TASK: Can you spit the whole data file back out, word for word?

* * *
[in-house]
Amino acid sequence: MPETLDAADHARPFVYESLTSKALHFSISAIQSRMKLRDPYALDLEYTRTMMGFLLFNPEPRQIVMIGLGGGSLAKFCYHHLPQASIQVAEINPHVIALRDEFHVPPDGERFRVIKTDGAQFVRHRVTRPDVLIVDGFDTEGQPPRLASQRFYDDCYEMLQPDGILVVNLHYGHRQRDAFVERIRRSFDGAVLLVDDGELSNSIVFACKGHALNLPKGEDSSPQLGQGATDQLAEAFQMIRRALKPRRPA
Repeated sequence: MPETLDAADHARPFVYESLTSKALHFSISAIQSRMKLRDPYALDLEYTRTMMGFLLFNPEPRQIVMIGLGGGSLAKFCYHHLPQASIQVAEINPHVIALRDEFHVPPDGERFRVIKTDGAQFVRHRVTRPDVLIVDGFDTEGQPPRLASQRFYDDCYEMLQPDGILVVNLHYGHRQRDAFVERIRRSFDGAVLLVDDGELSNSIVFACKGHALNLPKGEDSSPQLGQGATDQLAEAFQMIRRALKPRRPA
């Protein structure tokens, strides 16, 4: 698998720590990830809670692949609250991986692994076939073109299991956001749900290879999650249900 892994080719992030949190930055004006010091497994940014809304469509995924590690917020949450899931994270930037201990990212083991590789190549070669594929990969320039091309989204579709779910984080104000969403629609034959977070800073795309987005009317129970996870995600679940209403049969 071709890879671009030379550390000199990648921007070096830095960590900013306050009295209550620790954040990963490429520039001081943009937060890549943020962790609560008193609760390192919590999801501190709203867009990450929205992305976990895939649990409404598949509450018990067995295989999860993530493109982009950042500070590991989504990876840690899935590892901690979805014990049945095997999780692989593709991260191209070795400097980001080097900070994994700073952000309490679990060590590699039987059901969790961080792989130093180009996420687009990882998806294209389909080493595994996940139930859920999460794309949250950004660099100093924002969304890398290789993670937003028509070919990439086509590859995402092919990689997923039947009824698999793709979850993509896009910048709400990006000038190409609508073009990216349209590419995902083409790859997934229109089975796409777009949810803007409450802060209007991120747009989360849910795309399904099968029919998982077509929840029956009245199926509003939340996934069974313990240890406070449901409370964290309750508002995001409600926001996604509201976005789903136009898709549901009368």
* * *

[in-house]
Amino acid sequence: MPETLDAADHARPFVYESLTSKALHFSISAIQSRMKLRDPYALDLEYTRTMMGFLLFNPEPRQIVMIGLGGGSLAKFCYHHLPQASIQVAEINPHVIALRDEFHVPPDGERFRVIKTDGAQFVRHRVTRPDVLIVDGFDTEGQPPRLASQRFYDDCYEMLQPDGILVVNLHYGHRQRDAFVERIRRSFDGAVLLVDDGELSNSIVFACKGHALNLPKGEDSSPQLGQGATDQLAEAFQMIRRALKPRRPA
Repeated sequence: MPETLDAADHARPFVYESLTSKALHFSISAIQSRMKLRDPYALDLEYTRTMMGFLLFNPEPRQIVMIGLGGGSLAKFCYHHLPQASIQVAEINPHVIALRDEFHVPPDGERFRVIKTDGAQFVRHRVTRPDVLIVDGFDTEGQPPRLASQRFYDDCYEMLQPDGILVVNLHYGHRQRDAFVERIRRSFDGAVLLVDDGELSNSIVFACKGHALNLPKGEDSSPQLGQGATDQLAEAFQMIRRALKPRRPA
């Protein structure tokens, strides 16, 4: 698998720590990830809670692949609250991986692994076939073109299991956001749900290879999650249900 892994080719992030949190930055004006010091497994940014809304469509995924590690917020949450899931994270930037201990990212083991590789190549070669594929990969320039091309989204579709779910984080104000969403629609034959977070800073795309987005009317129970996870995600679940209403049969 071709890879671009030379550390000199990648921007070096830095960590900013306050009295209550620790954040990963490429520039001081943009937060890549943020962790609560008193609760390192919590999801501190709203867009990450929205992305976990895939649990409404598949509450018990067995295989999860993530493109982009950042500070590991989504990876840690899935590892901690979805014990049945095997999780692989593709991260191209070795400097980001080097900070994994700073952000309490679990060590590699039987059901969790961080792989130093180009996420687009990882998806294209389909080493595994996940139930859920999460794309949250950004660099100093924002969304890398290789993670937003028509070919990439086509590859995402092919990689997923039947009824698999793709979850993509896009910048709400990006000038190409609508073009990216349209590419995902083409790859997934229109089975796409777009949810803007409450802060209007991120747009989360849910795309399904099968029919998982077509929840029956009245199926509003939340996934069974313990240890406070449901409370964290309750508002995001409600926001996604509201976005789903136009898709549901009368």